Seventeenth Amendment

This post is part of a series that will make more sense if it is read in order. If you haven’t read the earlier posts in this series, please click here to start with the first one. One reason I’ve broken this series into fairly small parts is that we have a tendency to rush through reading the Constitution and miss a lot of it. I hope the readers of this series will ponder the points in each session. I also hope you will comment on each post as we go along.

We’re slowly working our way through the Constitution and its amendments. Today, we’ll consider the Seventeenth Amendment.

Throughout this series on the Constitution, my comments will be in black normal font, and the text of the document will be in this color and italicized.

ARTICLE XVII.

The Senate of the United States shall be composed of two Senators from each State, elected by the people thereof, for six years; and each Senator shall have one vote. The electors in each State shall have the qualifications requisite for electors of the most numerous branch of the State legislatures.

When vacancies happen in the representation of any State in the Senate, the executive authority of such State shall issue writs of election to fill such vacancies: Provided, That the legislature of any State may empower the executive thereof to make temporary appointments until the people fill the vacancies by election as the legislature may direct.

This amendment shall not be so construed as to affect the election or term of any Senator chosen before it becomes valid as part of the Constitution.

This amendment changes the method of choosing members of the U. S. Senate. Prior to the ratification of this amendment, senators were chosen under Article I, Section 3, which reads: The Senate of the United States shall be composed of two Senators from each state, chosen by the Legislature thereof, for six Years . . .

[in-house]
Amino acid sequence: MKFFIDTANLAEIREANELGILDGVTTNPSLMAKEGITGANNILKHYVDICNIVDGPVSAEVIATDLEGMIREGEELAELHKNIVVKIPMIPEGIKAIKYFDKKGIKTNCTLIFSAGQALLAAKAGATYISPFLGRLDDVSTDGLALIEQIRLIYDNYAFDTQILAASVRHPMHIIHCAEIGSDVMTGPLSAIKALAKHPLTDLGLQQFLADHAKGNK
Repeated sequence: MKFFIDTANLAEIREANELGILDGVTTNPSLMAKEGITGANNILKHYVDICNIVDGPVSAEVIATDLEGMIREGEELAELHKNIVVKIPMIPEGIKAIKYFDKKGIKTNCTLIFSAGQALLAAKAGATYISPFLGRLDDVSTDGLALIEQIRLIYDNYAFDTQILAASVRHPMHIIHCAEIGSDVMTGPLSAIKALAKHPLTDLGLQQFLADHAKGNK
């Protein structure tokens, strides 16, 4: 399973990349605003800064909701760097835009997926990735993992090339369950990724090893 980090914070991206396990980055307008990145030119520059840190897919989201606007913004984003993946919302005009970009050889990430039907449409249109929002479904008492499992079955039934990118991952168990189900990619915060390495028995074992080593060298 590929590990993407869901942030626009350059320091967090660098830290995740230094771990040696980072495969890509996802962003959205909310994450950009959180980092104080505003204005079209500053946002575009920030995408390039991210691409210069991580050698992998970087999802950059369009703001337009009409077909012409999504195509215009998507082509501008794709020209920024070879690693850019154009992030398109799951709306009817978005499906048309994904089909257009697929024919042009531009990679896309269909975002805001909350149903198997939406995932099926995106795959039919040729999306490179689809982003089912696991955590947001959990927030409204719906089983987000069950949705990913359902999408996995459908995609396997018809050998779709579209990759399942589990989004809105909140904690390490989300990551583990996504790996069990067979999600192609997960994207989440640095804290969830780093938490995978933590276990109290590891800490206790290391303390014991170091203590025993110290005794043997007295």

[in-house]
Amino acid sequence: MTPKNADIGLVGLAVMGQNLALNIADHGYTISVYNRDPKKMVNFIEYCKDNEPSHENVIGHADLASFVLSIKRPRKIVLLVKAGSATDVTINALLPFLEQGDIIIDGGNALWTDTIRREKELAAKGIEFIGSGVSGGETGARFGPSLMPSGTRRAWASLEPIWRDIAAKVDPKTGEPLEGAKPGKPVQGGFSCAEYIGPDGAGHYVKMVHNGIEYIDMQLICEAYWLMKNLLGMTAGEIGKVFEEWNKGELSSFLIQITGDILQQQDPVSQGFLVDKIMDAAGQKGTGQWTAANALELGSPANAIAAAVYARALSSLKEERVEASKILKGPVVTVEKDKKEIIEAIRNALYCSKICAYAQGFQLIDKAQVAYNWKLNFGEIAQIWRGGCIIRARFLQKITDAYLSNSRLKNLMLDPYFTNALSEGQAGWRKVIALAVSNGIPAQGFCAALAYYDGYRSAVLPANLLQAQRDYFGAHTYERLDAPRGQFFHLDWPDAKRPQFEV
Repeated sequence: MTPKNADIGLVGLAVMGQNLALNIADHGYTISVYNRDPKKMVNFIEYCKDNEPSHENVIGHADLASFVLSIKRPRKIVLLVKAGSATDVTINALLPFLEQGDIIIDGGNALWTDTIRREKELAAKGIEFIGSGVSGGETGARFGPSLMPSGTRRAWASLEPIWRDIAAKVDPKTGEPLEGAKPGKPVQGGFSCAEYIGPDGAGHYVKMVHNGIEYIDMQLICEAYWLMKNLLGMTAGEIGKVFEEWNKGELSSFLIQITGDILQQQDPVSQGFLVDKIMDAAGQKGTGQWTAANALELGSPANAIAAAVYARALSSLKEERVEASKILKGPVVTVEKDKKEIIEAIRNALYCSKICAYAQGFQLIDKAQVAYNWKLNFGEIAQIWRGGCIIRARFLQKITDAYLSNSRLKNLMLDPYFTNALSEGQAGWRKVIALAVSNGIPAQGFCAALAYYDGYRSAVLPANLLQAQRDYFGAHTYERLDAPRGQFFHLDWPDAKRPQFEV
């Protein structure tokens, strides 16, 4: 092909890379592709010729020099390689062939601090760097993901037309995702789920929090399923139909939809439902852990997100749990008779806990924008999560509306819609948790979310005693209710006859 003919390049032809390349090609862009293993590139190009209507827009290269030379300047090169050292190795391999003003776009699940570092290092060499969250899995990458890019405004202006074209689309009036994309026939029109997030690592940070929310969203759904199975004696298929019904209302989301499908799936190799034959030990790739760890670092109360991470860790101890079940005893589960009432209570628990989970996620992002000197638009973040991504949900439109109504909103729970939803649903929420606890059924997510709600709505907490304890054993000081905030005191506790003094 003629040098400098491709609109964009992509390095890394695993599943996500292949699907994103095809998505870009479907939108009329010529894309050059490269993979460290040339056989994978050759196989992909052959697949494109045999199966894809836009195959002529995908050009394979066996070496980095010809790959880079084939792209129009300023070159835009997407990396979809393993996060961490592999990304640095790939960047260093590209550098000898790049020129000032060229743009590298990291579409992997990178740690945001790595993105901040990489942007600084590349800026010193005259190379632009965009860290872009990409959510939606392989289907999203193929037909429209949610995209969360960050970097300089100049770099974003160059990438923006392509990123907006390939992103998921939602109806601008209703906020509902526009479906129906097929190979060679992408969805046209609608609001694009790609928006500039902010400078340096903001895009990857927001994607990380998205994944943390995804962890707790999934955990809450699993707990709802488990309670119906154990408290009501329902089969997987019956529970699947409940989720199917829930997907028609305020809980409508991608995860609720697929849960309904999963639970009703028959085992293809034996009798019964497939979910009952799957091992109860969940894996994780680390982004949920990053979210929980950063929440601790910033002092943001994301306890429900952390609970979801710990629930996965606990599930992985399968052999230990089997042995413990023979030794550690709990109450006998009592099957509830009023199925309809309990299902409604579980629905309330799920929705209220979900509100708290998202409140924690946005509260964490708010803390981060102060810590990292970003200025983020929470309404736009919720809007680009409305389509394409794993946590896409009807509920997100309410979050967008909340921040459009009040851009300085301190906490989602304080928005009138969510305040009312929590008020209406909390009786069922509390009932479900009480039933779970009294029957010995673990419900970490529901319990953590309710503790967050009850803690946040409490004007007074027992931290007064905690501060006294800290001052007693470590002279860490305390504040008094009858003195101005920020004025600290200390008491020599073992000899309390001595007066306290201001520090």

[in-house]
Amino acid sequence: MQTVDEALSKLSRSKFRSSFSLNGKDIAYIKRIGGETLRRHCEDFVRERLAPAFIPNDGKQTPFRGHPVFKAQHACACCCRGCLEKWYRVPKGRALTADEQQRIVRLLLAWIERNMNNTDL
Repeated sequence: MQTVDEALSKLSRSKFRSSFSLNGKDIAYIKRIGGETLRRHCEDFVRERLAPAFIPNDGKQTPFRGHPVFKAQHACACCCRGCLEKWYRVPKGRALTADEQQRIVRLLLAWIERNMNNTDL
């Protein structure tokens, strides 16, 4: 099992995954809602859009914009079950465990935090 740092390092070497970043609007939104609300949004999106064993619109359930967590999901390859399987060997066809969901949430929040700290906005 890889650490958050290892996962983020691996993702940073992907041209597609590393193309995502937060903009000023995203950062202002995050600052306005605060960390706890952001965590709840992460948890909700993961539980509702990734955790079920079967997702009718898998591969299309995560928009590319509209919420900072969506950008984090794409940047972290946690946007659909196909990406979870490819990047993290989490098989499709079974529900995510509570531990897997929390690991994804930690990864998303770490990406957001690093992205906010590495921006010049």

Although we tended to have real statesmen under the old system rather than politicians more intent on re-election than serving the nation well, for some reason the populism movement caused us to make this change.

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Benjamin Franklin, exiting Constitutional Convention:

“We’ve given you a republic, if you can keep it.”

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For more information about David N. Walker, click the “About” tab above.

For more information about his books, click on “Books” above.

Contact him at dnwalkertx (at) gmail (dot) com or tweet him at @davidnwalkertx.

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About David N. Walker

David N. Walker is a Christian husband, father and grandfather, a grounded pilot and a near-scratch golfer who had to give up the game because of shoulder problems. A graduate of Duke University, he spent 42 years in the health insurance industry, during which time he traveled much of the United States. He started writing about 20 years ago and has been a member and leader in several writers' groups. Christianity 101: The Simplified Christian Life, the devotional Heaven Sent and the novella series, Fancy, are now available in paperback and in Kindle and Nook formats, as well as through Smashwords and Kobo. See information about both of these by clicking "Books" above.
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2 Responses to Seventeenth Amendment

  1. The whole thing has become much more politicized since this amendment. Today’s Senators seem much more concerned about re-election than good government.

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  2. Sharon K. Walker says:

    I did not know that the state legislators used to select the 2 U.S. Senators for their state. It seems to me that this 17th Amendment, allowing for the people of the state to select its U.S. senators, would be more democratic than the original selection method.

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